Select Page

Every day from here on

It is, officially, the shortest day of the year 2020.

Today, December 21, is the Winter Solstice in the northern hemisphere.

As NASA’s “What’s Up – December 2020” podcast explains, “On the December solstice, the Sun reaches its southernmost position in the sky, no matter where on Earth you happen to be. In the Northern hemisphere, the Sun travels its lowest, shortest path across the sky on that day. Thus, in the north, the winter solstice brings the shortest day of the year, in terms of hours of sunlight.”1

Every day since the Summer Solstice in June, the days have been growing shorter here in the United States.

The light has been fading.

A perfect metaphor for this terrible year of 2020.

A year when so much of our light has been fading in so many ways.

A year when — as of this morning — nearly 1.7 million people across the globe and 317,684 people in the United States have lost their lives to this terrible pandemic.2 And where every bit of good news — we have vaccines!3 — is met with a bit of bad news — there’s a new faster-spreading variant!4 — to take our breath away.

Like everyone else, The Legal Genealogist is weary of it all.


worth it

On this shortest day of the year 2020, it’s time to remind ourselves that it’s the last day of 2020 when the light will be fading.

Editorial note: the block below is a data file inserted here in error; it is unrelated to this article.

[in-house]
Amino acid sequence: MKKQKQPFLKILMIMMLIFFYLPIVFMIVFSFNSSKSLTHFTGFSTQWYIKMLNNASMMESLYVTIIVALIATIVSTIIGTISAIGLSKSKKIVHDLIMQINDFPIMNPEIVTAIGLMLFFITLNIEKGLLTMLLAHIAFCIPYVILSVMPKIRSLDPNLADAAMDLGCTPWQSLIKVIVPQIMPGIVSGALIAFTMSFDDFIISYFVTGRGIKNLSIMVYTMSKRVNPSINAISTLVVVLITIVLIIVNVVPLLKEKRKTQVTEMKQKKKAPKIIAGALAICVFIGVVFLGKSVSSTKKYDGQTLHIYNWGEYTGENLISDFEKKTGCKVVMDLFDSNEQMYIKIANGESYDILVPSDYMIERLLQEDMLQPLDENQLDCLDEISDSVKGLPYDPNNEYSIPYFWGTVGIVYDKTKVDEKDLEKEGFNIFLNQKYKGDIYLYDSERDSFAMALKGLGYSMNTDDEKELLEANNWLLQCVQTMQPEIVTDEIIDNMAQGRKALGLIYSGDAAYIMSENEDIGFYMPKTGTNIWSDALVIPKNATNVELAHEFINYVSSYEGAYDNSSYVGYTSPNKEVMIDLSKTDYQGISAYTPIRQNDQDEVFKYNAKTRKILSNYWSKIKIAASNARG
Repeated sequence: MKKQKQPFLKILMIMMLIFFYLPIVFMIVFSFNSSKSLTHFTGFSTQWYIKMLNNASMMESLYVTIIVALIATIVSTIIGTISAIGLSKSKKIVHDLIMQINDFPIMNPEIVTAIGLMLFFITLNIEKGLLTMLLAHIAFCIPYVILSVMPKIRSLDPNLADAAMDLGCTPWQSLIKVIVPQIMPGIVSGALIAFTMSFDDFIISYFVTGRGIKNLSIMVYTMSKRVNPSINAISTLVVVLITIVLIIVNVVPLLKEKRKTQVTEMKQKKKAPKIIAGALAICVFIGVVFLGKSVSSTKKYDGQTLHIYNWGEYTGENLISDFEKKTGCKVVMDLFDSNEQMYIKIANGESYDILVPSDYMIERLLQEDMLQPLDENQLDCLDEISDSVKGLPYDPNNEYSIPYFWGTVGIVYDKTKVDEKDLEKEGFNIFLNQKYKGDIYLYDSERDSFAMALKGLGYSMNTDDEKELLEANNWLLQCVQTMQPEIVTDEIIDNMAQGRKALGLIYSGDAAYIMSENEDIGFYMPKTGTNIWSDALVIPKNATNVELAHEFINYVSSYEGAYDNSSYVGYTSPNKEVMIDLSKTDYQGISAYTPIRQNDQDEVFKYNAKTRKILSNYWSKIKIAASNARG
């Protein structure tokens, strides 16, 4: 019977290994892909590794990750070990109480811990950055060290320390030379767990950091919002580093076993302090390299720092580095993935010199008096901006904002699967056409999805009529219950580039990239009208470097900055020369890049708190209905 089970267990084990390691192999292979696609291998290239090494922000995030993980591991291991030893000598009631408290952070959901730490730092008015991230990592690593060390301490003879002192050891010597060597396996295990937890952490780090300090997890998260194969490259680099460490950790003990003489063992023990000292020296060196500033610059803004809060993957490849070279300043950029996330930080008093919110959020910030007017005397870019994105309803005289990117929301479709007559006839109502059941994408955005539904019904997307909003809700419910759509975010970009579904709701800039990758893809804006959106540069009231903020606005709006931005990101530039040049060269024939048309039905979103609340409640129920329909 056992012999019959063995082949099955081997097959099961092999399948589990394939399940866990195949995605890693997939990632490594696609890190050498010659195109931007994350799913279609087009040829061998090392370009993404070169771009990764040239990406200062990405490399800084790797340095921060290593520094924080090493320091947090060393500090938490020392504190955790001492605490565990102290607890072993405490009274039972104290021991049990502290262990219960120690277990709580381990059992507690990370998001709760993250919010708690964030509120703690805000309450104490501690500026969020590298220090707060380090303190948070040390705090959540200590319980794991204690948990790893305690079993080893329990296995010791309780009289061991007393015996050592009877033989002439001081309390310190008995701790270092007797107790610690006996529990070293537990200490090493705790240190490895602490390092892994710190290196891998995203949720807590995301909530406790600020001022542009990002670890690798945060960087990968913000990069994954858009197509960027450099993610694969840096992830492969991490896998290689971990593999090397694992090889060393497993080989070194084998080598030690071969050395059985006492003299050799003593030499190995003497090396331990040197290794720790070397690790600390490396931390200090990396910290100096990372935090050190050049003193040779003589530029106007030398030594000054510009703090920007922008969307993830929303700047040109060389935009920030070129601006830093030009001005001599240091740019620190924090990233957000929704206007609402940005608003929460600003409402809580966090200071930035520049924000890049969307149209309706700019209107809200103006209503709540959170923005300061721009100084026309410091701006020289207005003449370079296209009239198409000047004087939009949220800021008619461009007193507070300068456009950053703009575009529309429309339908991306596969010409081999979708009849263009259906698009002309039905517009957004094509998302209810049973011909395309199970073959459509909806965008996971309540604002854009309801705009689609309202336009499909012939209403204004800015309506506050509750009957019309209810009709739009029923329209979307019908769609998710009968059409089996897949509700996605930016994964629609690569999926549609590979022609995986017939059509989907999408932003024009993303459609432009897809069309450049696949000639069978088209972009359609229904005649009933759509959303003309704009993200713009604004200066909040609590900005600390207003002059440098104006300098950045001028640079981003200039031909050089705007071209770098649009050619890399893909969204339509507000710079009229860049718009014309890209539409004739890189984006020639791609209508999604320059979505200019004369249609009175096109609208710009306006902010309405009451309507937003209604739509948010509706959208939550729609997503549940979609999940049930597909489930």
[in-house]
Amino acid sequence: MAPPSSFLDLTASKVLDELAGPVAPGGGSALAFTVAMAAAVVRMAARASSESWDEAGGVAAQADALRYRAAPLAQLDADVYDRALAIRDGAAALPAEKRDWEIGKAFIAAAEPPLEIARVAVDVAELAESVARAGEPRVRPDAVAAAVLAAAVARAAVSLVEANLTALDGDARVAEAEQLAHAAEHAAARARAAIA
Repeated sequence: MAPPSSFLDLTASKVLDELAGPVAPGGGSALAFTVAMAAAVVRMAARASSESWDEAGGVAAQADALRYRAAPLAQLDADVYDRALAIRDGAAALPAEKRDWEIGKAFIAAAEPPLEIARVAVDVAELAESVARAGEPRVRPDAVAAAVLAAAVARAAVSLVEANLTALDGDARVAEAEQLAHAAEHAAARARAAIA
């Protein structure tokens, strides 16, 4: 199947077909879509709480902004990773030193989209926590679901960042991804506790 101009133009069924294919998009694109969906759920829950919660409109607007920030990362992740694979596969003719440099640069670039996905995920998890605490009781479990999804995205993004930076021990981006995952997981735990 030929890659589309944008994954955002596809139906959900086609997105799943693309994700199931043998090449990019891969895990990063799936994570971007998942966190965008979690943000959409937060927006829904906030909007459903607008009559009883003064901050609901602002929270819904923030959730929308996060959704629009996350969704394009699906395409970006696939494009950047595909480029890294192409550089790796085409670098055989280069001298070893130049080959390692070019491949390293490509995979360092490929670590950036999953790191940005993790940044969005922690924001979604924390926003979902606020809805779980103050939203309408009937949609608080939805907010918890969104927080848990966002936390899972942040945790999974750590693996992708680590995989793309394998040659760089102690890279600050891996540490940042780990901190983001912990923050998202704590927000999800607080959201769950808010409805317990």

The very last day of this difficult year when the sunlight will be less, rather than more.

Our nine hours, 15 minutes and 17 seconds of daylight today will give way to nine hours, 15 minutes and 20 seconds tomorrow and nine hours, 15 minutes and 28 seconds on Wednesday.5

The solstice doesn’t just mark the shortest day of the year.

It marks the return of the light.

Let’s give ourselves credit for making it this far.

And keep on doing what we need to…

To make it through.

To make it so as many of us as possible can make it through.

So we can all celebrate the return of the light.

Cite/link to this post: Judy G. Russell, “The return of the light,” The Legal Genealogist ( : posted 21 Dec 2020).


Image adapted from a Twitter post by @DeidreDykes, 19 Oct 2020.

  1. NASA, “What’s Up – December 2020” podcast, transcript posted 2 Dec 2020 ( : accessed 21 Dec 2020).
  2. See Coronavirus Resource Center, Johns Hopkins University & Medicine and Bloomberg School of Public Health ( : accessed 21 Dec 2020).
  3. See “COVID-19 (Coronavirus Disease): Vaccines,” Centers for Disease Control ( : accessed 21 Dec 2020).
  4. See Marilynn Marchione, “EXPLAINER: Are new coronavirus strains cause for concern?,” Associated Press, posted 20 Dec 2020 ( : accessed 21 Dec 2020).
  5. New York, New York, USA — Sunrise, Sunset, and Daylength, December 2020,” ( : accessed 21 Dec 2020).
Print Friendly, PDF & Email